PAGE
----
20. Mechanisms underlying glucose-dependent insulinotropic polypeptide and glucagon-like peptide-1 secretion.

    PubMed

    Reimann, Frank; Gribble, Fiona M

    2016-04-01

    The incretin hormones, glucose-dependent insulinotropic peptide and glucagon-like peptide-1, are secreted from intestinal K- and L cells, respectively, with the former being most abundant in the proximal small intestine, whereas the latter increase in number towards the distal gut. Although an overlap between K- and L cells can be observed immunohistochemically or in murine models expressing fluorescent markers under the control of the two hormone promoters, the majority (>80%) of labeled cells seems to produce only one of these hormones. Transcriptomic analysis showed a close relationship between small intestinal K- and L cells, and glucose sensing mechanisms appear similar in both cell types with a predominant role of electrogenic glucose uptake through sodium-coupled glucose transporter 1. Similarly, both cell types produce the long-chain fatty acid sensing G-protein-coupled receptors, FFAR1 (GPR40) and FFAR4 (GPR120), but differ in the expression/functionality of other lipid sensing receptors. GPR119 and FFAR2/3, for example, have clearly documented roles in glucagon-like peptide-1 secretion, whereas agonists for the endocannabinoid receptor type 1 have been found to show largely selective inhibition of glucose-dependent insulinotropic peptide secretion. In conclusion, although K- and L cell populations overlap and share key molecular nutrient-sensing mechanisms, subtle differences between the responsiveness of the different cell types might be exploited to differentially modulate glucose-dependent insulinotropic peptide or glucagon-like peptide-1 secretion. PMID:27186350

  1. Exendin-4, a glucagon-like peptide-1 receptor agonist, reduces intimal thickening after vascular injury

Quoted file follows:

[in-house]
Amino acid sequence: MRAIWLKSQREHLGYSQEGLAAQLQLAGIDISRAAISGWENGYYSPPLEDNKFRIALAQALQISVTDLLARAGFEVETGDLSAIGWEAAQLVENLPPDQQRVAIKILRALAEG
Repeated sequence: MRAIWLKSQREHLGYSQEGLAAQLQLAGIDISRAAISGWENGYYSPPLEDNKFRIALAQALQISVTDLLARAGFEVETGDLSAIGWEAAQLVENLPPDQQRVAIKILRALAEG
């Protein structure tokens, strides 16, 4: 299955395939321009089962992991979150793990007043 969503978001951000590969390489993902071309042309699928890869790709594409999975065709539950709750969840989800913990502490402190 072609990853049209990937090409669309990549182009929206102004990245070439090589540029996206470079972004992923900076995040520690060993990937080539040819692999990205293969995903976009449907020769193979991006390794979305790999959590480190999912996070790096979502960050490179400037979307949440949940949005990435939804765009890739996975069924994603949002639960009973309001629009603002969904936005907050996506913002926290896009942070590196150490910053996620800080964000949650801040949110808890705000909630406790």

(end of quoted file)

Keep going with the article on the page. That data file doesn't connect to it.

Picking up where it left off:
SciTech Connect

    Goto, Hiromasa; Nomiyama, Takashi; Mita, Tomoya; Yasunari, Eisuke; Azuma, Kosuke; Komiya, Koji; Arakawa, Masayuki; Jin, Wen Long; Kanazawa, Akio; Kawamori, Ryuzo; Fujitani, Yoshio; Hirose, Takahisa; Watada, Hirotaka

    2011-02-04

    Research highlights: {yields} Exendin-4 reduces neointimal formation after vascular injury in a mouse model. {yields} Exendin-4 dose not alter metabolic parameters in non-diabetic, non-obese mouse model. {yields} Exendin-4 reduces PDGF-induced cell proliferation in cultured SMCs. {yields} Exendin-4 may reduces neointimal formation after vascular injury at least in part through its direct action on SMCs. -- Abstract: Glucagon-like peptide-1 is a hormone secreted by L cells of the small intestine and stimulates glucose-dependent insulin response. Glucagon-like peptide-1 receptor agonists such as exendin-4 are currently used in type 2 diabetes, and considered to have beneficial effects on the cardiovascular system. To further elucidate the effect of glucagon-like peptide-1 receptor agonists on cardiovascular diseases, we investigated the effects of exendin-4 on intimal thickening after endothelial injury. Under continuous infusion of exendin-4 at 24 nmol/kg/day, C57BL/6 mice were subjected to endothelial denudation injury of the femoral artery. Treatment of mice with exendin-4 reduced neointimal formation at 4 weeks after arterial injury without altering body weight or various metabolic parameters. In addition, in vitro studies of isolated murine, rat and human aortic vascular smooth muscle cells showed the expression of GLP-1 receptor. The addition of 10 nM exendin-4 to cultured smooth muscle cells significantly reduced their proliferation induced by platelet-derived growth factor. Our results suggested that exendin-4 reduced intimal thickening after vascular injury at least in part by the suppression of platelet-derived growth factor-induced smooth muscle cells proliferation.